Acclaimed writer Zadie Smith, author of the award-winning masterpiece White Teeth, was a guest of the NYU Creative Writing Program’s Writers in Conversation at the Law School yesterday. Wearing an Behind the wall download.jpg”>Erykah Badu-esque headwrap, Smith discussed writing, philosophy, romance, and family struggles (I’m pretty sure all of that counts as a Gallatin major) with NYU professor and host Jonathan Safran Foer, also a best-selling novelist.
Let me indulge a little: you know you go to a pretty hip school when an author like Safran Foer isn’t being interviewed, but doing the interviewing himself. This is your pro-NYU fact of the day!
Approximately 500 people turned out to witness the two great literary minds collide.
Apparently, the two have been close friends for years—Safran Foer explained that he first met Smith (whom he called “the new face of English literature”) when he chickened out to talk to her at a White Teeth book signing. To say the least, the conversation was intellectual. With a thick British accent, Smith divulged into how human beings are “opaque,” how the literary 3rd person is dying, and how racial undertones bear difficult implications in her writing. My brain was two big vocabulary words away from exploding.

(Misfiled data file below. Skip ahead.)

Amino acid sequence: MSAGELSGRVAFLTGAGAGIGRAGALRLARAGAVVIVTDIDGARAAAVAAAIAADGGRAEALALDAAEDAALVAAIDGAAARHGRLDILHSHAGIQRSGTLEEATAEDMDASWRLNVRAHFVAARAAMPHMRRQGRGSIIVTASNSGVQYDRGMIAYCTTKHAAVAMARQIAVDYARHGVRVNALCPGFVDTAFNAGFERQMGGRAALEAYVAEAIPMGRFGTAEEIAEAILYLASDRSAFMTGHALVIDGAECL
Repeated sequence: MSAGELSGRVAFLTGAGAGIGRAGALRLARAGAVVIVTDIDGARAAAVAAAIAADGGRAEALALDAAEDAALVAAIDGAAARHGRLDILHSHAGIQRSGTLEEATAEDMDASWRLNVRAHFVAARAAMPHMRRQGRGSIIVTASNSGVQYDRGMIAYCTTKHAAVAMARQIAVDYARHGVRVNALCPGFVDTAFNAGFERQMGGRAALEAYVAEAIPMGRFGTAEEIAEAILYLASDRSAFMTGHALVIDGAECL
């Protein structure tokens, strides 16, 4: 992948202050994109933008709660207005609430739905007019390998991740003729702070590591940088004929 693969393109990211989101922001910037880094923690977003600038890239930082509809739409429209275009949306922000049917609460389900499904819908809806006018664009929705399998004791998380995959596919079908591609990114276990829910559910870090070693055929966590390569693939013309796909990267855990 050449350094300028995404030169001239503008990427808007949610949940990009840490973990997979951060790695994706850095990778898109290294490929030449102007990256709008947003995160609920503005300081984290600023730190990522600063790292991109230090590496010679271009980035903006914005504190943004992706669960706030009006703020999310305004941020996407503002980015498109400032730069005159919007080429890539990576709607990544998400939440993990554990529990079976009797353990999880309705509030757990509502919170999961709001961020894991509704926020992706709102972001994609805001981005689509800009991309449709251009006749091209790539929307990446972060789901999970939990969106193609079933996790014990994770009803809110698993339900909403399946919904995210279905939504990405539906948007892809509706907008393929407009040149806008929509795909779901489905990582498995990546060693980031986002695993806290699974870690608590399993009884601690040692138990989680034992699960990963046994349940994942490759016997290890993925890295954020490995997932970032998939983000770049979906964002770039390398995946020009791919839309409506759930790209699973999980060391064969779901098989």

Smith forged a bond with the audience when she said that she too is distracted by Facebook. “The Internet is an absolute disaster for writers,” Smith said before adding that she only gets two hours of work done everyday on average. Bobst dwellers, there is hope!
Photo courtesy of Flickr user bluelephant.